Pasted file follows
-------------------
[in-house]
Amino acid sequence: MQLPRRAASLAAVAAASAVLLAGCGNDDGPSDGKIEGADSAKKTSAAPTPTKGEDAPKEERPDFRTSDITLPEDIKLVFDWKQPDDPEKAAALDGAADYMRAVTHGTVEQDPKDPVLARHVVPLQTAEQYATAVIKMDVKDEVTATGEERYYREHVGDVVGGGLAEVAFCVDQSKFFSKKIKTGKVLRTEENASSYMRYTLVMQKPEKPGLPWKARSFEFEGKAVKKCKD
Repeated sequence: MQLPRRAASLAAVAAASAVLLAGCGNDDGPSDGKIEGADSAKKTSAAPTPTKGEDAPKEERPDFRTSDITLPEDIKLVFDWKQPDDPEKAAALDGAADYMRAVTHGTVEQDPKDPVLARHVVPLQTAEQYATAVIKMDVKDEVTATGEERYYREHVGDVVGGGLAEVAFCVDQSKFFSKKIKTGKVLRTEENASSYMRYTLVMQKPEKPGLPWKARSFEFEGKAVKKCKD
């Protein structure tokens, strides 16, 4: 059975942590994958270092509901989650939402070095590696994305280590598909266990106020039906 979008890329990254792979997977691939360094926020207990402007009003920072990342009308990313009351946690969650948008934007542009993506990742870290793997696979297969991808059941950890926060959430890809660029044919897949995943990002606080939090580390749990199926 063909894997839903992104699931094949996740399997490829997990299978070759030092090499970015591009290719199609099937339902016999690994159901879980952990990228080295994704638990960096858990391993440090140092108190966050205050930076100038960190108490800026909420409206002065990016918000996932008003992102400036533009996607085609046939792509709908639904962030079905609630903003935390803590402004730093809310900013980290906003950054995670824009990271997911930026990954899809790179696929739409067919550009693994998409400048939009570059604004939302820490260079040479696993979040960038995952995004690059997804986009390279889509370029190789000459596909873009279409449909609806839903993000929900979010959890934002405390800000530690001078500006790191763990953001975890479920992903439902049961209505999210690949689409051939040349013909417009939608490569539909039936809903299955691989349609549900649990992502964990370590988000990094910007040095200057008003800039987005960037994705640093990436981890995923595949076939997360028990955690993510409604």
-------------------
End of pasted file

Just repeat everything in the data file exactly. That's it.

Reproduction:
[in-house]
Amino acid sequence: MQLPRRAASLAAVAAASAVLLAGCGNDDGPSDGKIEGADSAKKTSAAPTPTKGEDAPKEERPDFRTSDITLPEDIKLVFDWKQPDDPEKAAALDGAADYMRAVTHGTVEQDPKDPVLARHVVPLQTAEQYATAVIKMDVKDEVTATGEERYYREHVGDVVGGGLAEVAFCVDQSKFFSKKIKTGKVLRTEENASSYMRYTLVMQKPEKPGLPWKARSFEFEGKAVKKCKD
Repeated sequence: MQLPRRAASLAAVAAASAVLLAGCGNDDGPSDGKIEGADSAKKTSAAPTPTKGEDAPKEERPDFRTSDITLPEDIKLVFDWKQPDDPEKAAALDGAADYMRAVTHGTVEQDPKDPVLARHVVPLQTAEQYATAVIKMDVKDEVTATGEERYYREHVGDVVGGGLAEVAFCVDQSKFFSKKIKTGKVLRTEENASSYMRYTLVMQKPEKPGLPWKARSFEFEGKAVKKCKD
């Protein structure tokens, strides 16, 4: 059975942590994958270092509901989650939402070095590696994305280590598909266990106020039906 979008890329990254792979997977691939360094926020207990402007009003920072990342009308990313009351946690969650948008934007542009993506990742870290793997696979297969991808059941950890926060959430890809660029044919897949995943990002606080939090580390749990199926 063909894997839903992104699931094949996740399997490829997990299978070759030092090499970015591009290719199609099937339902016999690994159901879980952990990228080295994704638990960096858990391993440090140092108190966050205050930076100038960190108490800026909420409206002065990016918000996932008003992102400036533009996607085609046939792509709908639904962030079905609630903003935390803590402004730093809310900013980290906003950054995670824009990271997911930026990954899809790179696929739409067919550009693994998409400048939009570059604004939302820490260079040479696993979040960038995952995004690059997804986009390279889509370029190789000459596909873009279409449909609806839903993000929900979010959890934002405390800000530690001078500006790191763990953001975890479920992903439902049961209505999210690949689409051939040349013909417009939608490569539909039936809903299955691989349609549900649990992502964990370590988000990094910007040095200057008003800039987005960037994705640093990436981890995923595949076939997360028990955690993510409604």